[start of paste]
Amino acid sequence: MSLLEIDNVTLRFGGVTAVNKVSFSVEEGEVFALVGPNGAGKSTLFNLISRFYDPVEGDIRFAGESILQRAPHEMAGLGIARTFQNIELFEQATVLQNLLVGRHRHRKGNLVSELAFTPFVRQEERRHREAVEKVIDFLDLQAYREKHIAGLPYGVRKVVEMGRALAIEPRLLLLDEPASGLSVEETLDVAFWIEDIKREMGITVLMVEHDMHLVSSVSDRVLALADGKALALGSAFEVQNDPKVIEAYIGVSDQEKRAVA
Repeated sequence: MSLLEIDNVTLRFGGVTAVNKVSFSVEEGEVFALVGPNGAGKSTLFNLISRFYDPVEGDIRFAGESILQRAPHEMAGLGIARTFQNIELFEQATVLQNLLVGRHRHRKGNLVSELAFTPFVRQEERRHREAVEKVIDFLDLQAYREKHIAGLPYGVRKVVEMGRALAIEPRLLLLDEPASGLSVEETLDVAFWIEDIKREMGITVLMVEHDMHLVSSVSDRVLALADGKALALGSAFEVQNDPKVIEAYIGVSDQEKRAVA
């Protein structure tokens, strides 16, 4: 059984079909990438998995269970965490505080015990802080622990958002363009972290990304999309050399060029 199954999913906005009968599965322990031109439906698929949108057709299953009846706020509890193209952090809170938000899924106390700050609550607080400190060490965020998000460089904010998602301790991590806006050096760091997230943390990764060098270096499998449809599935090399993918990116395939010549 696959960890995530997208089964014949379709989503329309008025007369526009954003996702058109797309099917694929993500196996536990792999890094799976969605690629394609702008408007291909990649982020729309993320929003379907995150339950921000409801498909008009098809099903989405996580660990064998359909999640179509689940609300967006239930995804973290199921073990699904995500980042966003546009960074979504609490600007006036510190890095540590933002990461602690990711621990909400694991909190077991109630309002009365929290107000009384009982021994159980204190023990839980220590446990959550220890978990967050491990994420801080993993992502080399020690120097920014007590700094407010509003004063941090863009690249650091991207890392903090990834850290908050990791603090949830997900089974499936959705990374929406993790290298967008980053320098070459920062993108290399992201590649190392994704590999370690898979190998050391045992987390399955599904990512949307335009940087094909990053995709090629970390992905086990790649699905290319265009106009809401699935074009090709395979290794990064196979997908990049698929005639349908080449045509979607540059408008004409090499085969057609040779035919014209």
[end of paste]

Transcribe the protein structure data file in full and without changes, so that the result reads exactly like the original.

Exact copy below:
Amino acid sequence: MSLLEIDNVTLRFGGVTAVNKVSFSVEEGEVFALVGPNGAGKSTLFNLISRFYDPVEGDIRFAGESILQRAPHEMAGLGIARTFQNIELFEQATVLQNLLVGRHRHRKGNLVSELAFTPFVRQEERRHREAVEKVIDFLDLQAYREKHIAGLPYGVRKVVEMGRALAIEPRLLLLDEPASGLSVEETLDVAFWIEDIKREMGITVLMVEHDMHLVSSVSDRVLALADGKALALGSAFEVQNDPKVIEAYIGVSDQEKRAVA
Repeated sequence: MSLLEIDNVTLRFGGVTAVNKVSFSVEEGEVFALVGPNGAGKSTLFNLISRFYDPVEGDIRFAGESILQRAPHEMAGLGIARTFQNIELFEQATVLQNLLVGRHRHRKGNLVSELAFTPFVRQEERRHREAVEKVIDFLDLQAYREKHIAGLPYGVRKVVEMGRALAIEPRLLLLDEPASGLSVEETLDVAFWIEDIKREMGITVLMVEHDMHLVSSVSDRVLALADGKALALGSAFEVQNDPKVIEAYIGVSDQEKRAVA
């Protein structure tokens, strides 16, 4: 059984079909990438998995269970965490505080015990802080622990958002363009972290990304999309050399060029 199954999913906005009968599965322990031109439906698929949108057709299953009846706020509890193209952090809170938000899924106390700050609550607080400190060490965020998000460089904010998602301790991590806006050096760091997230943390990764060098270096499998449809599935090399993918990116395939010549 696959960890995530997208089964014949379709989503329309008025007369526009954003996702058109797309099917694929993500196996536990792999890094799976969605690629394609702008408007291909990649982020729309993320929003379907995150339950921000409801498909008009098809099903989405996580660990064998359909999640179509689940609300967006239930995804973290199921073990699904995500980042966003546009960074979504609490600007006036510190890095540590933002990461602690990711621990909400694991909190077991109630309002009365929290107000009384009982021994159980204190023990839980220590446990959550220890978990967050491990994420801080993993992502080399020690120097920014007590700094407010509003004063941090863009690249650091991207890392903090990834850290908050990791603090949830997900089974499936959705990374929406993790290298967008980053320098070459920062993108290399992201590649190392994704590999370690898979190998050391045992987390399955599904990512949307335009940087094909990053995709090629970390992905086990790649699905290319265009106009809401699935074009090709395979290794990064196979997908990049698929005639349908080449045509979607540059408008004409090499085969057609040779035919014209």